Chinese marionette troupe based in Quanzhou (Fujian Province). Founded in 1952, this troupe of string puppet theatre is the most famous in China. Master Huang Yique (1928-2007) was the foremost artist in the group known for the dexterity of the manipulation and modelling of figures. The skillful artists of the troupe make the figures execute difficult actions and perform multiple acrobatics to the accompaniment of music and singing. The performers can manipulate up to thirty strings (though most figures have fewer). In Fujian, Chinese string marionettes developed into a powerful folk art and diffused from there to the neighbouring province of Taiwan.

The troupe, which employs sixty people, is composed of a traditional puppetry group, a children’s puppetry group, an artistic production studio, and a puppet-making studio. The troupe is regularly invited abroad. The very large repertoire contains classical pieces, such as The Whole Tale of How Chenxiang Saves his Mother and Monkey King, and modern shows, such as Imperial Envoy, an adaptation of Gogol’s Inspector General set in China, which was performed at the 21st UNIMA Congress and World Puppetry Festival held in Chengdu in 2012.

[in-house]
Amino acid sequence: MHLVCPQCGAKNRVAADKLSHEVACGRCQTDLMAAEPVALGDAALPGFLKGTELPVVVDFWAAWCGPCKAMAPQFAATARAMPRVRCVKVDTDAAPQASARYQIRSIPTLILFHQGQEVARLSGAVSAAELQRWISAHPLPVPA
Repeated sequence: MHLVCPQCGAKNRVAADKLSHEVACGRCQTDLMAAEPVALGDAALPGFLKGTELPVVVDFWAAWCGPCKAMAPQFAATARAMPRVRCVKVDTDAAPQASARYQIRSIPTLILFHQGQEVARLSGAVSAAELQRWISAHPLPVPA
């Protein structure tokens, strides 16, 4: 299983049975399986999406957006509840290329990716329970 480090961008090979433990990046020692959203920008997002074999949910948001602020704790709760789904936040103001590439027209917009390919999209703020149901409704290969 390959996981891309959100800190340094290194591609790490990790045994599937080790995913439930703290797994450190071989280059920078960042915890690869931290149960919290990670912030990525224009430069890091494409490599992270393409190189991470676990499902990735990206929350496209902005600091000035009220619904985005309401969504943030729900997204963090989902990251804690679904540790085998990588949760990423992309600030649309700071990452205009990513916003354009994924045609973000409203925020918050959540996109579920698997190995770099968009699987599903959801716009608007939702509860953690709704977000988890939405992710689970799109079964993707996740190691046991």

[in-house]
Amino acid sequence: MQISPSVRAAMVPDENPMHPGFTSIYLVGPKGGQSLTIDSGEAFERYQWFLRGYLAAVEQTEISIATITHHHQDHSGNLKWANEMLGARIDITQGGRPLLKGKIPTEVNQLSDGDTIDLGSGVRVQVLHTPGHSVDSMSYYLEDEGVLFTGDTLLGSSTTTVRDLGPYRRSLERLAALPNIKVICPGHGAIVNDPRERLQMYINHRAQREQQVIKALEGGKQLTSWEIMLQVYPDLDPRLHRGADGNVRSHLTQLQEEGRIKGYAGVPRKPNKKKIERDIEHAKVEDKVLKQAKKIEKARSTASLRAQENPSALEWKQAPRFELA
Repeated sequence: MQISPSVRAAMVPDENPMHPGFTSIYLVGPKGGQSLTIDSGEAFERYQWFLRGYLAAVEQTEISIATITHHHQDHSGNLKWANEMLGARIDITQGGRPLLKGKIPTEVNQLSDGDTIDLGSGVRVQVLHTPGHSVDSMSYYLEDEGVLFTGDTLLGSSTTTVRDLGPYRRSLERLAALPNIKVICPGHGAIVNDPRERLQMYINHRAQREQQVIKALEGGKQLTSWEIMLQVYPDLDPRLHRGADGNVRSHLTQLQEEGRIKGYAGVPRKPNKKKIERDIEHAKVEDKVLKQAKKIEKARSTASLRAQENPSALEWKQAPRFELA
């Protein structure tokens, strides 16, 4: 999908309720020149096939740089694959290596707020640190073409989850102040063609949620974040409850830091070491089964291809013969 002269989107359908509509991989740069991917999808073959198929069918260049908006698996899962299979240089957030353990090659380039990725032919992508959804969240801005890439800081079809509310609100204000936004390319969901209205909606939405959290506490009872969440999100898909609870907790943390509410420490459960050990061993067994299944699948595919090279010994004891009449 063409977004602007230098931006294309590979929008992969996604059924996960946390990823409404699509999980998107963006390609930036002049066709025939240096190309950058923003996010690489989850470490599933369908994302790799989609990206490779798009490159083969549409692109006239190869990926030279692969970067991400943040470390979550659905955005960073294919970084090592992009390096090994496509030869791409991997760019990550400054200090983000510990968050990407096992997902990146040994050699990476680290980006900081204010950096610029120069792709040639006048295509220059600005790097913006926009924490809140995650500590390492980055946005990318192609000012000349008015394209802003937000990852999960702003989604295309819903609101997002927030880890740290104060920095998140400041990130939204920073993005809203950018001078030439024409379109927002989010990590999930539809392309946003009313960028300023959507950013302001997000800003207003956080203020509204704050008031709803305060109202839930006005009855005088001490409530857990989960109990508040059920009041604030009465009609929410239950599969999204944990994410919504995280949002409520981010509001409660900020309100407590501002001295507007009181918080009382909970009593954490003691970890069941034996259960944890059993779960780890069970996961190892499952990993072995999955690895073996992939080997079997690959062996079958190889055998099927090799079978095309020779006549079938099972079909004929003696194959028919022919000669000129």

In 2006, the Chinese government designated the Quanzhou Marionette Troupe in the first group of National Intangible Cultural Heritage projects for safeguarding. The troupe gave a special performance in the headquarters of the United Nations in 2005, at the opening ceremony of the Beijing Olympic Games in 2008, and at Carnegie Hall in New York in 2009. It has appeared in over thirty countries and has been welcomed by audiences all over the globe.

The company is one of the twelve troupes that founded UNIMA China in 2002.

(See China.)


  • “Quanzhou Marionette Drama” [Mandarin/English].